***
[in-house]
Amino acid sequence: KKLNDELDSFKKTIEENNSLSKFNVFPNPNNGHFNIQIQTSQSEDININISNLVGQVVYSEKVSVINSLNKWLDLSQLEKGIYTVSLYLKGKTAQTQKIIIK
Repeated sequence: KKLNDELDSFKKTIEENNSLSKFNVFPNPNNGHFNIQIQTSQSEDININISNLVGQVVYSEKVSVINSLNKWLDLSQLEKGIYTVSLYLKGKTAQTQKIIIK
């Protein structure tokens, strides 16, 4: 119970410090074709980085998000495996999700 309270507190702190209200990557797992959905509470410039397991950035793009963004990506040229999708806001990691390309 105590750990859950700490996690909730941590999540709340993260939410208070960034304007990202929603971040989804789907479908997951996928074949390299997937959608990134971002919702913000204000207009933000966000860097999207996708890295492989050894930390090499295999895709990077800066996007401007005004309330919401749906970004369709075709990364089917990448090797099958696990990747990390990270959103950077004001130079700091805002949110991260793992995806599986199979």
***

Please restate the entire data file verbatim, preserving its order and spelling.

[in-house]
Amino acid sequence: KKLNDELDSFKKTIEENNSLSKFNVFPNPNNGHFNIQIQTSQSEDININISNLVGQVVYSEKVSVINSLNKWLDLSQLEKGIYTVSLYLKGKTAQTQKIIIK
Repeated sequence: KKLNDELDSFKKTIEENNSLSKFNVFPNPNNGHFNIQIQTSQSEDININISNLVGQVVYSEKVSVINSLNKWLDLSQLEKGIYTVSLYLKGKTAQTQKIIIK
């Protein structure tokens, strides 16, 4: 119970410090074709980085998000495996999700 309270507190702190209200990557797992959905509470410039397991950035793009963004990506040229999708806001990691390309 105590750990859950700490996690909730941590999540709340993260939410208070960034304007990202929603971040989804789907479908997951996928074949390299997937959608990134971002919702913000204000207009933000966000860097999207996708890295492989050894930390090499295999895709990077800066996007401007005004309330919401749906970004369709075709990364089917990448090797099958696990990747990390990270959103950077004001130079700091805002949110991260793992995806599986199979």